By Alex Kimani
Oil prices have been reeling ever since OPEC+ talks collapsed due to major disagreements by its members. Major cracks appeared in the ministerial meeting with the United Arab Emirates continuing to block an agreement because it wants to increase its oil production before demand falls as per WSJ. The market fears that the UAE might “want out of OPEC so it can pump 4M bbl/day and make hay while the sun shines,” Phil Flynn, market analyst at Price Futures Group, has told MarketWatch.
But, somehow, the oil price outlook keeps getting worse.
Fresh travel restrictions in Asia have just dashed hopes for a recovery in jet fuel demand this year and worsened the outlook for the entire refining sector due to a resurgence in COVID-19 infections.
Asia’s worsening pandemic due to the Delta Covid-19 variant is expected to keep flights grounded and poses a serious challenge to refiners despite more encouraging trends in Europe and the United States.
Weak Jet fuel margins
“The persistent weakness in jet fuel cracks would definitely weigh on overall refining margins in Asia. There is a part of the jet pool that cannot be blended away elsewhere. And its poorer cousin, kerosene, sells for far less than jet,’’ Sukrit Vijayakar, director of Indian energy consultancy Trifecta, has told Reuters.
Whereas Asia was among the first regions to emerge from COVID-19 lockdowns in 2020, a fresh flare ups of new strains in recent months have forced several key destinations such as Japan, South Korea, Indonesia and Vietnam to tighten movement restrictions again.
To get an idea of how bad the Asian situation has become, consider that scheduled flight capacity in Japan was 55.6% below the corresponding week in pre-pandemic 2019 while capacity in South Korea, Australia and India were down 46.4%, 56.7% and 40.1%, respectively.
In sharp contrast, U.S and European aviation capacity have been recovering much faster, and therefore presenting refiners in those markets with a growing outlet for the fuels they produce.
Refiners in Asia are saddled with growing quantities of excess jet fuel that they are unable to store for long periods thanks to a tendency to deteriorate in quality. That forces them to either sell to other regions or blend it into other lower-value fuels–at the expense of margins.
Thankfully, winter might provide a much-needed respite for Asai refiners.
Further, the jet fuel demand outlook is expected to improve by year end thanks to a successful vaccine rollouts as well as improving seasonal heating demand.
Overall, experts expect that should help lift Asian jet refining profits to $7-9 per barrel in Q4, from around the current $6-8 per barrel over Dubai crude.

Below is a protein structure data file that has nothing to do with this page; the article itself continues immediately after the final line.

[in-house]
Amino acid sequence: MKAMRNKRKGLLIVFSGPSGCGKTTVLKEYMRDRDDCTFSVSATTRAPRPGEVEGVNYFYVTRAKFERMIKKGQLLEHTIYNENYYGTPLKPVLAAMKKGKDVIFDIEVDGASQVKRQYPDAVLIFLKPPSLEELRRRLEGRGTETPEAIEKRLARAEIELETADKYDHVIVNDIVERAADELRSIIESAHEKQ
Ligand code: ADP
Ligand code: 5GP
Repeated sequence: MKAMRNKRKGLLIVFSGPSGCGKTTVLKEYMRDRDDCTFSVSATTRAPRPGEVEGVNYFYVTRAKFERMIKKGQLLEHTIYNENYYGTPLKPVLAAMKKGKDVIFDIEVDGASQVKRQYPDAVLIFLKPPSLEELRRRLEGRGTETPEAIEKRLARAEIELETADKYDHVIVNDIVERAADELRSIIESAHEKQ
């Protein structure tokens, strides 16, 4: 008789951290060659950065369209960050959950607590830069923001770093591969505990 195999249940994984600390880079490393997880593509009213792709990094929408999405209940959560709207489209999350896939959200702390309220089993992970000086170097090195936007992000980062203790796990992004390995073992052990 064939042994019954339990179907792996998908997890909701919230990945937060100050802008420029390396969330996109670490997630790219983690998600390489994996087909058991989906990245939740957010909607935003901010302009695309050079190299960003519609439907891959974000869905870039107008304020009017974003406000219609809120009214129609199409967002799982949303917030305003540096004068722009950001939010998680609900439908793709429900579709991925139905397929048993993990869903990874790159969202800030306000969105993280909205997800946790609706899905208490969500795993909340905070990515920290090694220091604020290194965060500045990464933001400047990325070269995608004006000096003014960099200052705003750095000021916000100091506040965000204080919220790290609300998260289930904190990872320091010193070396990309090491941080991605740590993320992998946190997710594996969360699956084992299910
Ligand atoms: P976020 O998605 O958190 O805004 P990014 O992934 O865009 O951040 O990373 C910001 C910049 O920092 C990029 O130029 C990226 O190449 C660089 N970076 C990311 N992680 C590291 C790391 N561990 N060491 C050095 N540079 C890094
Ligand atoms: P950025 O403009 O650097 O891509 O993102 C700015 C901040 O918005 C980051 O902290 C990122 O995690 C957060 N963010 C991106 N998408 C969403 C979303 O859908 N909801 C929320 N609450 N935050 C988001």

Energy sector deeply out of favor
An even bigger reason to remain bullish: The energy sector remains deeply out of favor, and Wall Street has little choice but to bite sooner or later given the sector’s stellar performance compared to other market sectors.
“I’ve had a lot of calls with institutions over the last couple days and I’ll tell you that most institutions are extremely “underweight” the energy sector. With this being the best performance for the energy names since 2005, they’re going to have to buy them. They will not have a choice,” Piper Sandler’s Craig Johnson, the firm’s senior technical research analyst, has told CNBC.
Johnson has recommended buying the XLE ETF outright or investing in individual energy stocks, highlighting top holdings ExxonMobil (NYSE:XOM) and Range Resources (NYSE:RRC).
We like Johnson’s picks and recently recommended XOM as a top dividend stock.
The United State’s largest integrated oil and gas company, ExxonMobil Corp. (NYSE:XOM) is also one of the leading dividend aristocrats in the energy sector.
Exxon Mobil Corp has been named in the Dividend Channel ”S.A.F.E. 25” list, signifying a stock with above-average ”DividendRank” statistics including a strong 5.52% forward yield, as well as a superb track record of at least two decades of dividend growth.
Last quarter, Exxon reported that industry fuel margins have improved considerably from the fourth quarter but still remain below 10-year-lows due to high product inventory levels as well as market oversupply.
The best part: Cash flow from operating activities clocked in at $9.3 billion, managing to fully fund the dividend and capital expenditures as well pay down debt by over $4 billion.
Meanwhile, we have also recommended oilfield services companies (OFS) as drilling activity gradually picks up.
Oilfield services companies such Schlumberger, Halliburton (NYSE:HAL) , Baker Hughes (NYSE:BKR), and National Oilwell Varco (NYSE:NOV) are now reporting that prices for their services and equipment have bottomed out, and many are now recruiting new workers.
It’s a clear sign that U.S. crude production is ticking back up after a very depressing period. Indeed, for the first time since the pandemic hit, U.S. shale output is expected to rise by 38,000 barrels per day in August despite generally flat spending by oil and gas producers.
While the Fed sees GDP growth moderating to 3%-3.5% next year from about 7% this year, that is still very strong growth when you consider that the U.S. didn’t have a single year with 3% growth between the 2008 financial crisis and the pandemic.
The energy sector may be out of favor and trending on the “wrong” side of a climate change war, but the market is the market, and for now, it’s dictating that traditional energy stocks will still be the best performers, even if solar and wind had a nice run and investors are still doubling down. They’re in it for the long haul, but there’s a lot of time between now… and then.